Wave energy project ready to go online off the Oregon coast


When the pilot operation is up and running…

About 15 years ago, this environmentally conscious state with a fir tree on its license plates began pushing the idea of making renewable energy from the ocean waves that bob and swell on the Pacific horizon. But then one of the first test-buoy generators, launched with great fanfare, promptly sank. It was not a good start.

But time and technology turned the page, and now the first commercially licensed grid-connected wave-energy device in the nation, designed by a New Jersey company, Ocean Power Technologies, is in its final weeks of testing before a planned launch in October. The federal permit for up to 10 generators came last month, enough, the company says, to power about 1,000 homes. When engineers are satisfied that everything is ready, a barge will carry the 260-ton pioneer to its anchoring spot about two and a half miles offshore near the city of Reedsport, on the central coast…

Adding to the breath-holding nature of the moment, energy experts and state officials said, is that Oregon is also in the final stages of a long-term coastal mapping and planning project that is aiming to produce, by late this year or early next, a blueprint for where wave energy could be encouraged or discouraged based on potential conflicts with fishing, crabbing and other marine uses.

The project’s leader, Paul Klarin, said wave technology is so new, compared to, say, wind energy, that the designs are like a curiosity shop — all over the place in creative thinking about how to get the energy contained in a wave into a wire in a way that is cost-effective and efficient…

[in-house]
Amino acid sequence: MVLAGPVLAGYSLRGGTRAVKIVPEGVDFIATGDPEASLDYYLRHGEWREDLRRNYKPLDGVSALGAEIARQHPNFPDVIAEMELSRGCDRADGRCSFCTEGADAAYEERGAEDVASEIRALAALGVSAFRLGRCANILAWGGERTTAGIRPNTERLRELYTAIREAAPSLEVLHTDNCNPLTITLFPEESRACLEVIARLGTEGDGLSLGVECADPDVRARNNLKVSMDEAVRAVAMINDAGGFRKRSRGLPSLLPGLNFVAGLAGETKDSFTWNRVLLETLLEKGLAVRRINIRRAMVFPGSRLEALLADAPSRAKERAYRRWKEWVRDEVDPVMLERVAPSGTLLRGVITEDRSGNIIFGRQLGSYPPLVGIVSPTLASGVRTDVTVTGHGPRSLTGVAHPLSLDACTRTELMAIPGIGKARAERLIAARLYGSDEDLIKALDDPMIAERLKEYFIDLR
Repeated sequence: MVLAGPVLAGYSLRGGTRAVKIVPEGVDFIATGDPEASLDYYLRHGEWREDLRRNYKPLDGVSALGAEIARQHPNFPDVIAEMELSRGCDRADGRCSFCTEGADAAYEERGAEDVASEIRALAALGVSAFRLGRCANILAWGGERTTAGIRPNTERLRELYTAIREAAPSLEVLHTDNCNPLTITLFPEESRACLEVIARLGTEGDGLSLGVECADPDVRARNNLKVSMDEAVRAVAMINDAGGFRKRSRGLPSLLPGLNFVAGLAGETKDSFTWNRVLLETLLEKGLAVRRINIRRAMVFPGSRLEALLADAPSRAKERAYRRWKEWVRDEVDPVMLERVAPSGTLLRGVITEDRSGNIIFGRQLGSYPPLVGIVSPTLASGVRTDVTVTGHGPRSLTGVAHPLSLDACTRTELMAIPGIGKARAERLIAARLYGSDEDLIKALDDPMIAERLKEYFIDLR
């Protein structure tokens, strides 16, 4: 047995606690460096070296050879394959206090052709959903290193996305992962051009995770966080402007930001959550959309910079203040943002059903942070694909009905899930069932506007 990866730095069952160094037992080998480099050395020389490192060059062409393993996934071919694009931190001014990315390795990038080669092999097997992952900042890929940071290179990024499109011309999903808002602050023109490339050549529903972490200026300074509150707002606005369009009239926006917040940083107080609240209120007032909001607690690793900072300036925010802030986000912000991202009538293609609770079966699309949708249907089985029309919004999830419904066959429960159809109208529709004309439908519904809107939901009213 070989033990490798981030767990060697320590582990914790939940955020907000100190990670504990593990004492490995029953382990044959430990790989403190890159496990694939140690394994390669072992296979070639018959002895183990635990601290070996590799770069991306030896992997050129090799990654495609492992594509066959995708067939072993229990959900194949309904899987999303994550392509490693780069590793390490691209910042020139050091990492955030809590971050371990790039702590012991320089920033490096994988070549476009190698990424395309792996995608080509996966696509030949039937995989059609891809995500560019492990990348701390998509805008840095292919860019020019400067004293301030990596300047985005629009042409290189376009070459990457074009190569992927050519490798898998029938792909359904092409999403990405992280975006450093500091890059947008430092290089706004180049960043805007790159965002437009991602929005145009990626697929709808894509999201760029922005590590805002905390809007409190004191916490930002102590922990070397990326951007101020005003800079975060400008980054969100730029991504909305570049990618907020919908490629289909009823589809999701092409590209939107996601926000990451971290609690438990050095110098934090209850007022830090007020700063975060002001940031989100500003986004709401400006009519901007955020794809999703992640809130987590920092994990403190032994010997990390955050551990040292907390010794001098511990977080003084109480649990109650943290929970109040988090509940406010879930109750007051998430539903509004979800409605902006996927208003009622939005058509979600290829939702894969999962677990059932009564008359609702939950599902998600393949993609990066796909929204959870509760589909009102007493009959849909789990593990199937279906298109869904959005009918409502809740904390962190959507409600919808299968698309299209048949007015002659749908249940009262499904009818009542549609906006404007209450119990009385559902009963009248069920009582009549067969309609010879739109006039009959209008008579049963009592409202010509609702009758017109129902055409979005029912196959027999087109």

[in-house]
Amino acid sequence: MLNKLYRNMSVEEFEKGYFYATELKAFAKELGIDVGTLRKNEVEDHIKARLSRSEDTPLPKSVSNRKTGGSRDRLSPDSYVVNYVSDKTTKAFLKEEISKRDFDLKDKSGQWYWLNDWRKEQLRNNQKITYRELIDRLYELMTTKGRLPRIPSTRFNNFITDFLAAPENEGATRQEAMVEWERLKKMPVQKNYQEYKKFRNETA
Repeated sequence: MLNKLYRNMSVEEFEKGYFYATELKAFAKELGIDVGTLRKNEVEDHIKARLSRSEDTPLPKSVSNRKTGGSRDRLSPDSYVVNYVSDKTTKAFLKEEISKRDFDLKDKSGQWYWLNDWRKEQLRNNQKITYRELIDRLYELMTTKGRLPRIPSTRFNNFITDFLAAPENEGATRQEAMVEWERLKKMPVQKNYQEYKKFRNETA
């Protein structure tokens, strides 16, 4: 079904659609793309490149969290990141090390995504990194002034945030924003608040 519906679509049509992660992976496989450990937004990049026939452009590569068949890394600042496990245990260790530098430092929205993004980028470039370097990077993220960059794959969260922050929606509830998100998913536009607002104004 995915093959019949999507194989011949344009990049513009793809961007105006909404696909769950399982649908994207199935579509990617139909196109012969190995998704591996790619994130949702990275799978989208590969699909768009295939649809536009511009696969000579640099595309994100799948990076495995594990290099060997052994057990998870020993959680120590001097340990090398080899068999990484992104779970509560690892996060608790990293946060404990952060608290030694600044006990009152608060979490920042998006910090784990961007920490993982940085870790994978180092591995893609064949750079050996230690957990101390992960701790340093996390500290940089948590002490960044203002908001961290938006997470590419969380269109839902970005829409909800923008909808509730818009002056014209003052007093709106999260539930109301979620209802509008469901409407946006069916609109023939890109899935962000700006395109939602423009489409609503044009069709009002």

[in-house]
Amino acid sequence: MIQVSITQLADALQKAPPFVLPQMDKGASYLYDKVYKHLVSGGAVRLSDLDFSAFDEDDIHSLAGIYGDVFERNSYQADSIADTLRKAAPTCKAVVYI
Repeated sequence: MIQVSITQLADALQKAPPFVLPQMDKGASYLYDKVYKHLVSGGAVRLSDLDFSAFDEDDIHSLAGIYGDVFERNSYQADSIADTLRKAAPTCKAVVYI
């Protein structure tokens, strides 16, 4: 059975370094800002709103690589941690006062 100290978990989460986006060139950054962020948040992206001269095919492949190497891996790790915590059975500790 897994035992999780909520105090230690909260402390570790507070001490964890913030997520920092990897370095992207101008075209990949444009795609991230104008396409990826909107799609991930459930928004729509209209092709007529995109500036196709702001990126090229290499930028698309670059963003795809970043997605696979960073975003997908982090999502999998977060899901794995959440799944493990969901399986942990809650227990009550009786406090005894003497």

Energy development groups around the world are closely watching what happens here, because success or failure with the first United States commercial license could affect the flow of private investment by bigger companies that have mostly stayed on the shore while smaller entrepreneurs struggled in the surf. Ocean Power Technologies also will be seeking money to build more generators.

Here in Oregon, the momentum of research appears to be increasing. Last month, the Northwest National Marine Renewable Energy Center — financed by the United States Department of Energy in collaboration with Oregon State University and the University of Washington — deployed one of the first public wave energy testing systems in the nation, called Ocean Sentinel, about two and a half hours from Portland, in Newport. The first device tested was a half-scale prototype from a New Zealand company…

“Wave energy is essentially an accumulation of wind energy,” Charles F. Dunleavy, the chief executive at Ocean Power Technologies, said in a telephone interview. In the northern Pacific, he said, consistent winds fuel consistent waves, and the distance they travel in their rolling line creates a huge area of wave energy, or fetch, that a bobbing buoy can capture…

But the project also hinges on squeezing out the tiniest of incremental efficiencies in tapping the waves as they come. On the Ocean Power Technologies buoy, which looks like a giant cannon stuffed with electronics, company engineers pursued an insight that sailors have known in their sea legs since the days of Odysseus: every wave is different.

RTFA for anecdotes, examples and the predictably cpu-based tech essential to developing flexible power production. Poisonally, I’m looking forward to learning how this project does at producing sustainable electricity generation.

Waves are like wind. We ain’t going to run out anytime soon.

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